So you went to your boss with a great idea, and he (she) said he liked it. Two months go by, however, and nothing ever came of it – disappearing in much the same way as the last half-dozen ideas you came up with did. You begin to wonder why you even try…
It can be frustrating when your attempts to proactively contribute to your company’s success are seemingly sucked into a giant black hole of indifference. You can’t help but feel that either your boss just doesn’t get it, or that he simply doesn’t respect you. The danger, of course, is that you start to lose motivation – which has a negative impact on both your company and your career. What do you do?
To begin with, it’s important to recognize that your boss’s apparent disinterest in moving your ideas forward is likely not a reflection of how he feels about you or your idea. The two most common causes for this situation are:
1. With all of the other initiatives he has going (many of which you might not be aware of), he physically does not have the time to give it it’s due attention.
2. He liked the idea, but perceived that the benefits it offered didn’t warrant making it a priority.
If you truly want to see your idea move forward, therefore, the key is to ensure that both of these issues are addressed. Here is an effective two-part approach for doing that:
a. Highlight the value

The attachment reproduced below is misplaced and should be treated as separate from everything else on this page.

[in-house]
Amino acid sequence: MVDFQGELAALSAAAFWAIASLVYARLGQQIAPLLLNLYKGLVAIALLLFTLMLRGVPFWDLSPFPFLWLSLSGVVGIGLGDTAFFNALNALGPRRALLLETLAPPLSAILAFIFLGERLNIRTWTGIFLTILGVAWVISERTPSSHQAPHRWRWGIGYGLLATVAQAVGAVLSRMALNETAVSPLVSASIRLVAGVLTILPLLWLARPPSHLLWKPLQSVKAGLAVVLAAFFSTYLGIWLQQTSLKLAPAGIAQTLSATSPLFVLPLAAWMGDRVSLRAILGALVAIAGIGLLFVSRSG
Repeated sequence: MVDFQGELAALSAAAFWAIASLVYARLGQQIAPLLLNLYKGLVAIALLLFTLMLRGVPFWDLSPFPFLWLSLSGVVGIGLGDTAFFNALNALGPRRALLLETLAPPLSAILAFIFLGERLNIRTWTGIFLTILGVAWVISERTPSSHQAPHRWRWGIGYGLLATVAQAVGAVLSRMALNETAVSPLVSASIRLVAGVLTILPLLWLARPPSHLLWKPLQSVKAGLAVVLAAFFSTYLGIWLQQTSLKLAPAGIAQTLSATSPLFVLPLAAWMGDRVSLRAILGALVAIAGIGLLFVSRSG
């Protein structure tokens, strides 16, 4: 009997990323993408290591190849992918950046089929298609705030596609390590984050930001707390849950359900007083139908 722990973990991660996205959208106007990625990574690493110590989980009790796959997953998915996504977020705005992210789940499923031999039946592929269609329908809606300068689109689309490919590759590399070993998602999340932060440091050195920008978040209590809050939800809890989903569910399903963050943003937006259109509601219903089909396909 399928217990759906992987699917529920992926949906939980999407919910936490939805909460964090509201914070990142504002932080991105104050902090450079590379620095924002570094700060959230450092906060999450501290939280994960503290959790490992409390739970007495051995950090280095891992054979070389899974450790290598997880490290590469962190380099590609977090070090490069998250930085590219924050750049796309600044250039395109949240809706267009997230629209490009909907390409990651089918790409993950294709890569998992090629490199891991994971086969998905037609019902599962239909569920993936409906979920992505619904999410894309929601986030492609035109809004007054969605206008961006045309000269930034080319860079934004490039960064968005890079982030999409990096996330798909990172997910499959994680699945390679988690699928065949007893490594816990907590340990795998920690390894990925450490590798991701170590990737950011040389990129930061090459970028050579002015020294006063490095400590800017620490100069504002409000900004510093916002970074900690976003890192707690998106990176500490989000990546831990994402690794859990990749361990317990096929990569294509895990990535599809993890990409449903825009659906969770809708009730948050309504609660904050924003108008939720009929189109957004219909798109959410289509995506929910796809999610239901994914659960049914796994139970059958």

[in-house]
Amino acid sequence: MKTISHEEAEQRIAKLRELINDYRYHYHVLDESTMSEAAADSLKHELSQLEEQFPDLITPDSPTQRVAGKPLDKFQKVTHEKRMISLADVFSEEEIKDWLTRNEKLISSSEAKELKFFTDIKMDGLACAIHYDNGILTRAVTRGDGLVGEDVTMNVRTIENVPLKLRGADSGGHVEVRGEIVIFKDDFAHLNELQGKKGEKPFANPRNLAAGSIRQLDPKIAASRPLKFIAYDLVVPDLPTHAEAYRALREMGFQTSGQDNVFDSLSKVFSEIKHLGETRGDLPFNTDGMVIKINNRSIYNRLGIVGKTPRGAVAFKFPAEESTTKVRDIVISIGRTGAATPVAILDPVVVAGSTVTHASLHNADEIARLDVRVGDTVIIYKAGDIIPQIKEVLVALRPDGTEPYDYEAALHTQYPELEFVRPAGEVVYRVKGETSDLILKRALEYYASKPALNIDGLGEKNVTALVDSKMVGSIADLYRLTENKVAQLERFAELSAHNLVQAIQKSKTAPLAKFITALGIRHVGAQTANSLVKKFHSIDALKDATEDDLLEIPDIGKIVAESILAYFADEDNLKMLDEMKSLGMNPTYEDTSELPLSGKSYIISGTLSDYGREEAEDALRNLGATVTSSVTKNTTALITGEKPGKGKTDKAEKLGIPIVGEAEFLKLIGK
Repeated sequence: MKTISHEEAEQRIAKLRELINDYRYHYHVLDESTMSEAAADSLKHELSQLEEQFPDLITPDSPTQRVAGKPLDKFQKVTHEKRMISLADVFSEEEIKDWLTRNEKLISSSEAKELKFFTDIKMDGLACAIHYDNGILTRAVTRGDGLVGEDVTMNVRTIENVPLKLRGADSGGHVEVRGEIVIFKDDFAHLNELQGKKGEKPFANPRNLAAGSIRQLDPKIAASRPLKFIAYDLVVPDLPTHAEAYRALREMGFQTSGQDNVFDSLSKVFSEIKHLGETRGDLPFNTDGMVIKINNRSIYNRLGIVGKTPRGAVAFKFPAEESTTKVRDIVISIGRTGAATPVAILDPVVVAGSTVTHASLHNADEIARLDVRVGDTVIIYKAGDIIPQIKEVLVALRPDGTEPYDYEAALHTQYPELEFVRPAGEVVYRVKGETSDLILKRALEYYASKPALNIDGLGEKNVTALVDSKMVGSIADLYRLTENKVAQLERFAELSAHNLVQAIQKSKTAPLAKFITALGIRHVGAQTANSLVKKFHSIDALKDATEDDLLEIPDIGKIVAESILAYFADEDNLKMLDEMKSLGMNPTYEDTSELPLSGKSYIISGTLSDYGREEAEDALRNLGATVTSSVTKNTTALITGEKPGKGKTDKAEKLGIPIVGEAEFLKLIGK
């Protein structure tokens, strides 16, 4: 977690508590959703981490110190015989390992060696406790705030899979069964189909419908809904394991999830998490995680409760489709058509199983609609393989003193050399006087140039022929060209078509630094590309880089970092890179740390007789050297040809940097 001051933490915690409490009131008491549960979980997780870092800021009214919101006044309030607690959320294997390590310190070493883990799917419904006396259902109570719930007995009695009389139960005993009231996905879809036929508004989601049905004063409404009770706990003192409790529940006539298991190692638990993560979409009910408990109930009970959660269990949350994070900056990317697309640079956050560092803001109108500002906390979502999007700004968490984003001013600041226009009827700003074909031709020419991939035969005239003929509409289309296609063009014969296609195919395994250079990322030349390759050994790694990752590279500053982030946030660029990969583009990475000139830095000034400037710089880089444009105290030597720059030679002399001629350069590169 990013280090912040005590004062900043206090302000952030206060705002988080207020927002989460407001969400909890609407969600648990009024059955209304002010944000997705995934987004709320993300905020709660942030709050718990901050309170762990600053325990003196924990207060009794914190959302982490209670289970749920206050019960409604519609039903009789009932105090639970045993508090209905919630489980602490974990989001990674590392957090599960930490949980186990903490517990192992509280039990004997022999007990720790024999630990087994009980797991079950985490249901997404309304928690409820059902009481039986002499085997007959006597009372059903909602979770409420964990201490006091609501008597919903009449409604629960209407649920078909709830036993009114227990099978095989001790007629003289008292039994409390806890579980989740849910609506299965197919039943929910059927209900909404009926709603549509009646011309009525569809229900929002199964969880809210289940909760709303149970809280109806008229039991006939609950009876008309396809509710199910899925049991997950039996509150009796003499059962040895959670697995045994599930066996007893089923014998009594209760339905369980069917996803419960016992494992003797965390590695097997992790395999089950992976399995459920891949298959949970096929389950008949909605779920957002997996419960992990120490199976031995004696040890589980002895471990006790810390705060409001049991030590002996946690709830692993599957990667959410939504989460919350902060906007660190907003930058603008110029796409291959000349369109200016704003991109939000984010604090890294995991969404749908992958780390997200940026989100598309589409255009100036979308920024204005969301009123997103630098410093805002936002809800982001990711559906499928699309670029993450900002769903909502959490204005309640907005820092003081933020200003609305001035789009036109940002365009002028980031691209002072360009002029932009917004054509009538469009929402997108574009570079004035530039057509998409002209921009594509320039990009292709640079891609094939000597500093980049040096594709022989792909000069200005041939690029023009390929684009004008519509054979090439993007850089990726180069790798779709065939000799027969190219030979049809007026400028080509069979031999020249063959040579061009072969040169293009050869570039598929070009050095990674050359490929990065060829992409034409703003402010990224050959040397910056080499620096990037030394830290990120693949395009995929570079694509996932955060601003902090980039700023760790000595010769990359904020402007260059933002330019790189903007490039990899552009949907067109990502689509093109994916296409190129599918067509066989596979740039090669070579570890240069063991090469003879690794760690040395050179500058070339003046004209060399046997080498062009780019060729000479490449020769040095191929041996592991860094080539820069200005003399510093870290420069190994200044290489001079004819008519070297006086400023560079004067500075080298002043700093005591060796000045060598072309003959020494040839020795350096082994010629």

When you present your idea, make sure you drive home the value that the idea brings to the company. For example, if you came to your boss and said, “Hey boss, I think we should go out and buy a left-handed dooflicker. It will really make things easier here…” there’s a good chance your boss might not follow up on it. Why? Because ‘making things easier’ isn’t a very compelling benefit for an investment. Imagine, however, that you said this instead: “Hey boss, I think we should go out and buy a left-handed dooflicker. We will be able to get this job done in half the time. Our productivity will double…” Now there is a compelling reason for an investment.
b. Be proactive
If a month goes by and nothing has happened, try seeing if you can help to create a little momentum for the idea. For example, you could say, “Hey boss, remember that idea I had about the dooflicker that could double our productivity? Would you like me to do a little research on how much they cost and what is involved in getting them installed?” If time pressure was the reason that your boss had not moved things forward, you have now effectively removed some of that barrier – and subtly reminded him of the idea’s value at the same time.
In addition to being very effective at moving your ideas forward, there is also a great side-benefit that comes from taking this approach. As you help your boss bring greater value to him and the company, you also begin to create greater value for yourself. You become that indispensable ‘go-to’ person that is in demand in every organization.

Leave a Reply

Your email address will not be published. Required fields are marked *

This site uses Akismet to reduce spam. Learn how your comment data is processed.

Search by Category

Internal Customer Service Training

Internal customer service training


  • Employee engagement, enjoyment and retention
  • Collaboration, team alignment, workflow and efficiency


  • Communication errors
  • Workplace stress
  • Workplace conflict
  • Employee turnover


Learn more about Belding Training’s globally-acclaimed Internal Customer Service training

Winning at Work

Is Winning At Work Coming to your Mailbox?

Sign up today for free weekly (sort of…) tips, tools and advice on success, and dealing with customers, employees, coworkers, bosses and more!

No spam. Just good stuff.

Join the Winning at Work community of over 10,000 people from 60+ countries!